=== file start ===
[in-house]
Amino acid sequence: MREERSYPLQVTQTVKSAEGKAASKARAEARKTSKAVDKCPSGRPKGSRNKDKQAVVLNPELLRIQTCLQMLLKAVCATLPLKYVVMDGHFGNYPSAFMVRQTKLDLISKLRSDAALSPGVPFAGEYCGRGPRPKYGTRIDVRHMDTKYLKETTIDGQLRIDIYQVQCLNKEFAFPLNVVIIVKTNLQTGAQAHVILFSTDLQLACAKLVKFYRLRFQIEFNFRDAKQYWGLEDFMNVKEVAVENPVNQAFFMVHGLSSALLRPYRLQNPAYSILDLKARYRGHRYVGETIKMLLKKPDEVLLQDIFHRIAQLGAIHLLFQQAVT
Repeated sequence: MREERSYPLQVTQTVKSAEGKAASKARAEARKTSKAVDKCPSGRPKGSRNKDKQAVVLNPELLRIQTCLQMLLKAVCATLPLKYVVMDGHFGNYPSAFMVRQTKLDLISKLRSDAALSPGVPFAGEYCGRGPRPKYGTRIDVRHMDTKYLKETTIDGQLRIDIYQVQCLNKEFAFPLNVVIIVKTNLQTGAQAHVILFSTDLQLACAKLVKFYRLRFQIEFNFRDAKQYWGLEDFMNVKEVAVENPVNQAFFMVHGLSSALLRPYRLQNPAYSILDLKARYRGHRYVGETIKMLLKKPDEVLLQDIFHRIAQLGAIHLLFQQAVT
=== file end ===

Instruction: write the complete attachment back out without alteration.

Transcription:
[in-house]
Amino acid sequence: MREERSYPLQVTQTVKSAEGKAASKARAEARKTSKAVDKCPSGRPKGSRNKDKQAVVLNPELLRIQTCLQMLLKAVCATLPLKYVVMDGHFGNYPSAFMVRQTKLDLISKLRSDAALSPGVPFAGEYCGRGPRPKYGTRIDVRHMDTKYLKETTIDGQLRIDIYQVQCLNKEFAFPLNVVIIVKTNLQTGAQAHVILFSTDLQLACAKLVKFYRLRFQIEFNFRDAKQYWGLEDFMNVKEVAVENPVNQAFFMVHGLSSALLRPYRLQNPAYSILDLKARYRGHRYVGETIKMLLKKPDEVLLQDIFHRIAQLGAIHLLFQQAVT
Repeated sequence: MREERSYPLQVTQTVKSAEGKAASKARAEARKTSKAVDKCPSGRPKGSRNKDKQAVVLNPELLRIQTCLQMLLKAVCATLPLKYVVMDGHFGNYPSAFMVRQTKLDLISKLRSDAALSPGVPFAGEYCGRGPRPKYGTRIDVRHMDTKYLKETTIDGQLRIDIYQVQCLNKEFAFPLNVVIIVKTNLQTGAQAHVILFSTDLQLACAKLVKFYRLRFQIEFNFRDAKQYWGLEDFMNVKEVAVENPVNQAFFMVHGLSSALLRPYRLQNPAYSILDLKARYRGHRYVGETIKMLLKKPDEVLLQDIFHRIAQLGAIHLLFQQAVT